One of these examples is the 4.9 release of Linux. The kernel can now enforce proper memory protections, based on the type of data stored in memory. Code memory is marked executable and read-only, with read-only data being marked read-only and non-executable, and writable data as non-executable.
Another recent addition is adding guard pages between stacks. Stacks are used for maintaining a list of activities of a process and determining the next step. The kernel has all these process stacks mapped together, with the risk of one process performing stack exhaustion (like a buffer overflow but for stacks). If that succeeds, a process can directly influence another process. With the guard pages this is protected, resulting in the kernel sending back a fault and thwarting the attack.
- Thwarting Unknown Bugs: Hardening Features in the Mainline Linux Kernel (29 minutes)
- Kernel self-protection project
Relevant kernel parameters
- CONFIG_CPU_SW_DOMAIN_PAN (ARM)
- CONFIG_ARM64_PAN (ARM64)
- CONFIG_X86_SMAP (X86)
- CONFIG_KASAN_INLINE (for testing)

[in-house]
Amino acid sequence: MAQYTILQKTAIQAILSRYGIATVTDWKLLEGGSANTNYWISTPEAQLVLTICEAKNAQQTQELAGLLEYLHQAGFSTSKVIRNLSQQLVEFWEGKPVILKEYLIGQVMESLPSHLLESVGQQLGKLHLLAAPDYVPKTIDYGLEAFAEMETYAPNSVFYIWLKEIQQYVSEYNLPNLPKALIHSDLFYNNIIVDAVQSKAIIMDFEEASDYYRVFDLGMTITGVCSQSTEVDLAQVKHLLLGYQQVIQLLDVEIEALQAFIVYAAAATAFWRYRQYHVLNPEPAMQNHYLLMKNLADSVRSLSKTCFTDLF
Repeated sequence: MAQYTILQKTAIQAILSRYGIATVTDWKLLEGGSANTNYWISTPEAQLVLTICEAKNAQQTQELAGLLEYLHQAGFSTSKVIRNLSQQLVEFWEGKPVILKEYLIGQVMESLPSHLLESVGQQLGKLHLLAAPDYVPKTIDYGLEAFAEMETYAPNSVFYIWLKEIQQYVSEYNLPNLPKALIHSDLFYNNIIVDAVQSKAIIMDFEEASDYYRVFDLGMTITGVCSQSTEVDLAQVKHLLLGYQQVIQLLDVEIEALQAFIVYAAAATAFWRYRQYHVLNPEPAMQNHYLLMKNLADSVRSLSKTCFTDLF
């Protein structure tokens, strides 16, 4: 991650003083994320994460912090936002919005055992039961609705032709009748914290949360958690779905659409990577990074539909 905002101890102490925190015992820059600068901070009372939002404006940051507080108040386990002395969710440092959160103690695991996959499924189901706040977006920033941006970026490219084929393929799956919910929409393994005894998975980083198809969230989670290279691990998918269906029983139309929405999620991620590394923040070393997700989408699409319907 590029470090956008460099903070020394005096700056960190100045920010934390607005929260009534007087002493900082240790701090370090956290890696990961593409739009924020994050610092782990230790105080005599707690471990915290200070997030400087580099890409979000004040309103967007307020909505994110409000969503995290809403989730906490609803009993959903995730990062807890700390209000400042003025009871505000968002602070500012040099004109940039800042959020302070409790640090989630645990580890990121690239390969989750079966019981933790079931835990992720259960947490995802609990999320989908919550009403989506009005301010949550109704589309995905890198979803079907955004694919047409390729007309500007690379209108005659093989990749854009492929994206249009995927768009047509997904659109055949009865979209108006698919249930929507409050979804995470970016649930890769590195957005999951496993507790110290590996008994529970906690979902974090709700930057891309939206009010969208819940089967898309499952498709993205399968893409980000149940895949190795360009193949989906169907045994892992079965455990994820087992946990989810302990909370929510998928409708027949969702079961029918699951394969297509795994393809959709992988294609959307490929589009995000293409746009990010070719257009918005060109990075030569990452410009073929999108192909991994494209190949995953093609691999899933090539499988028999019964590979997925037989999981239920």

- CONFIG_KASAN_OUTLINE (for testing)
Live patching of the kernel
The technology of patching a running kernel is not new. Several technologies were being developed over the years:
- kGraft (SUSE)
- kpatch (Red Hat)
- Ksplice (Ksplice, now Oracle)
With support for kGraft in the kernel sources, distributions can now leverage this functionality. When a new security vulnerability hits the kernel, the distribution can create a related patch. This is then loaded as a kernel module and applies a bypass to the affected function that had the vulnerability. Great care should be put into creating these patches as they will change the running kernel. For this same reason, the kernel will mark itself as tainted to reflect this. It is similar to backdooring the kernel, except for a good cause. If you don’t allow loading kernel modules, then this technique won’t work obviously.
Canonical announced in October 2016 the availability of using Livepatch in Ubuntu. This service became available to both customers and free users, although limited to three systems for the latter.
Average lifetime of security bugs
Kees Cook, currently working for Google, shared an interesting insight regarding the lifetime of security bugs before they are fixed. This easily can be between 3 and 6 years for high and critical issues.
Like previous years, 2016 had a fair number of serious vulnerabilities. With differences in timing between discovery and public disclosure, this list is ordered by CVE number.